Francis' good friend and fellow Argentinian died today. Both were created cardinal by Saint John Paul II on 21 February 2001. Jorge Mejía had recently been in the news concerning the Dope Mobile Scandal. Meija due to ill health was bed ridden when his car driven by two Italians was stopped in Chambery, France and searched. Inside the automobile was found 200 grams of marijuana and 4 kilograms of cocaine. French radio reported that Mejía's private secretary had entrusted the car to the two Italian men for its annual check-up.
One interesting fact is Mejía suffered a massive heart attack on the same day Jorge Mario Bergoglio was elected. Mejía never recovered his physical health which deteriorated until he passed away. Is this a sign from God or just a coincidence?
Mejía was a Peritus at the Second Vatican Council, was secretary of the Department of Ecumenism of CELAM, led the Pontifical Commission for Religious Relations with the Jews, sat on the board of the Elijah Interfaith Institute, was a librarian at the Vatican Library, and an archivist of the Vatican Secret Archives.
May God have mercy on his soul.
Cardinal Morge María Mejía looks back on a life full of memories
A Papal Visit to the Synagogue makes history and forges friendships
A pioneer of dialogue with the Jews, a great expert in the Jewish culture and language, a witness of the Second Vatican Council and a protagonist of the post-conciliar period with long years of service at the Holy See behind him — the Argentine Cardinal Jorge María Mejía, 86, Archivist and Librarian of Holy Roman Church emeritus, spoke with Nicola Cori of the Italian daily edition of L'Osservatore Romano. The following is a translation of the interview, which was given in Italian.
You took part as an expert in the Second Vatican Council, contributing your Latin-American pastoral experience. Could you tell us something about those years?
We were at the end of the second session of the Second Vatican Council when, to my surprise, Mons. Carmelo Juan Giaquinta, an Argentine colleague, came to my house. He brought me an envelope from the Archdiocese of Buenos Aires. The letter told me that the Secretary of State had appointed me as peritus at the Council. Indeed, I was rather surprised because until then I had been concerned with other things, for example, with Criterio, the important Argentine Catholic journal. I must say that I put a lot of energy into my work at the Council. From my seat at the tribunal of experts, I met some very important figures. Among them were Henri de Lubac, whom I had contacted for my thesis in theology at theAngelicum, Jorge Arturo Medina Estevez, who was later a Cardinal and Prefect of the Congregation for Divine Worship and the Discipline of the Sacraments, and Egidio Viganòwho was to become Rector Major of the Salesians. And of course, I also met a theologian called Joseph Ratzinger.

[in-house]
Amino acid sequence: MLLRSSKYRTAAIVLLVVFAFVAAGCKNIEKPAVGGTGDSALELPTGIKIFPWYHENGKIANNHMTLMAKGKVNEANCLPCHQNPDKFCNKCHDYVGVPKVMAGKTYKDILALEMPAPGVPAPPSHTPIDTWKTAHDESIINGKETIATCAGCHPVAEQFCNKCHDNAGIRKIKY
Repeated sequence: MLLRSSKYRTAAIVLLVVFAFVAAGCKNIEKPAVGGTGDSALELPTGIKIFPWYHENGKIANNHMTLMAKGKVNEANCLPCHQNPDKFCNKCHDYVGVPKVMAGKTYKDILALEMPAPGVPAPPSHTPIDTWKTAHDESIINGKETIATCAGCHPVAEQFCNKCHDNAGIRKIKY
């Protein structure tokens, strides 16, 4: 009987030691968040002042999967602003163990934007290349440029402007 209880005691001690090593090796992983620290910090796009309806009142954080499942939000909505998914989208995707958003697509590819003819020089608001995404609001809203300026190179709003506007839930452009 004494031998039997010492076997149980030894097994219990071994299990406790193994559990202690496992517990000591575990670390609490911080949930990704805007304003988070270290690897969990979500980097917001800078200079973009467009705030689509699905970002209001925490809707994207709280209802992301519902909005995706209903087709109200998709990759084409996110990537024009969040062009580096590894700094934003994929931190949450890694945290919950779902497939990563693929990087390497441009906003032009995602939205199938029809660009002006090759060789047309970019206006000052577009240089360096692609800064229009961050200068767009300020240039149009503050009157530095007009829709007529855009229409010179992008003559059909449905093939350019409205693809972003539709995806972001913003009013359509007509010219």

What were your tasks?
I was made responsible for meeting the Argentine and Uruguayan Bishops, with whom I had already been in touch prior to the Second Vatican Council. We would meet once a month and from these meetings came suggestions and requests that were later presented to the Council. I must say that I was not a member of any of the conciliar commissions. I remember that during the drafting of the Constitution Gaudium et Spes, several Bishops and I were concerned by the fact that not much attention was being given to the evil and sin in the world and to the presence of the devil. Some of our remarks were accepted and inserted in the document. This was what happened in the Council Hall. Outside, instead, a high level group was meeting, in which, among others, were Yves Congar and Ratzinger himself. I was invited to these meetings, at which the theologian Hans Küng was one of the most active in proposing topics for discussion. It was my task to record the questions and answers formulated at these meetings. I still have it all in my archives.
Did your interest in Judaism develop during the Second Vatican Council?